Today, The Scarlet Letter and The House of the Seven Gables
are familiar to many students assigned to read Nathaniel Hawthorne’s work.
It was a different story during the author’s lifetime, in the 19th century. Although he was well-known, his books enjoyed only a measure of popularity at the time.
Hawthorne’s works never sold as well as some of his contemporaries. Consider that Harriet Beecher Stowe’s Uncle Tom’s Cabin was selling like hotcakes at 300,000 copies its first year of publication, while Hawthorne probably sold less than 10,000 copies of his books while he was alive. Plagued by poverty, feeding his family was a constant struggle, according to one biographer.
A marketing guru might say that Hawthorne’s lack of success in the 1800s was caused by the controversial content in his books, which hampered sales. The writer’s subjects were considered taboo by New England standards.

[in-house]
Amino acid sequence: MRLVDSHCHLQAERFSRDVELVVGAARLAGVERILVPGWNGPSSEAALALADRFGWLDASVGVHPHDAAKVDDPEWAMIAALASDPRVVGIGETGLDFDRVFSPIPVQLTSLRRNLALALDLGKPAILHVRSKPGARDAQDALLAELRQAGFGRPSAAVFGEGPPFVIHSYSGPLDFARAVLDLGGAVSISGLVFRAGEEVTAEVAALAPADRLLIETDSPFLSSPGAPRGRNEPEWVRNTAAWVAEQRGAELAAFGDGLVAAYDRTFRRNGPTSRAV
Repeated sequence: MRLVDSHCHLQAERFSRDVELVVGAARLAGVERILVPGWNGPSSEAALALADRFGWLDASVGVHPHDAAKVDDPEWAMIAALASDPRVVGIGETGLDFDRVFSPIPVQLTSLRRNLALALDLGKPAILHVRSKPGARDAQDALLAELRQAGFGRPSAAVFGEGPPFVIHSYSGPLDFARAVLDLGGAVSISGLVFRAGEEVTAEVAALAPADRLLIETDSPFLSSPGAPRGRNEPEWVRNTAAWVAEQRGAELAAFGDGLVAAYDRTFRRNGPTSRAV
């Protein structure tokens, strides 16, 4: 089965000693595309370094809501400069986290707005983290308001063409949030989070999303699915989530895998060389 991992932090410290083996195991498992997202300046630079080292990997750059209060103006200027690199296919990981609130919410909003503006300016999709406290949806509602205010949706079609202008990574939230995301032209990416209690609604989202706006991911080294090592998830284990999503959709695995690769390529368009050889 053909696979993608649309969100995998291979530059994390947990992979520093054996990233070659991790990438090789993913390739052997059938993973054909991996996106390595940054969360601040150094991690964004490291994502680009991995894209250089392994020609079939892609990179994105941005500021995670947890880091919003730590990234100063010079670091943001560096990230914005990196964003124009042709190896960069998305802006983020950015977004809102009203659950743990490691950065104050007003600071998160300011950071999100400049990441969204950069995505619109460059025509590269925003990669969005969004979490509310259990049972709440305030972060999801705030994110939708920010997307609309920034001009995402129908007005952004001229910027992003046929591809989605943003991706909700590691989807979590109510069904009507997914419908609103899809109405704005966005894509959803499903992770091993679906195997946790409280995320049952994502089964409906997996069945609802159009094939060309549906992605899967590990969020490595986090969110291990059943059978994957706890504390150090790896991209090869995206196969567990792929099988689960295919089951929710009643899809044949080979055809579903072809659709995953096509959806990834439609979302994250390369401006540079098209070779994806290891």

But, based on the author’s plot lines and family history, a student of psychology might argue that Hawthorne’s financial problems, despite trappings of privilege, were rooted in his inability to escape the emotional legacy of his ancestry.
Hawthorne was a direct descendent of a hanging judge from the Salem witchcraft trials.
Takeaway: Unresolved traumatic family history can sometimes wreak havoc on one’s ability to make wise choices and succeed in the working world.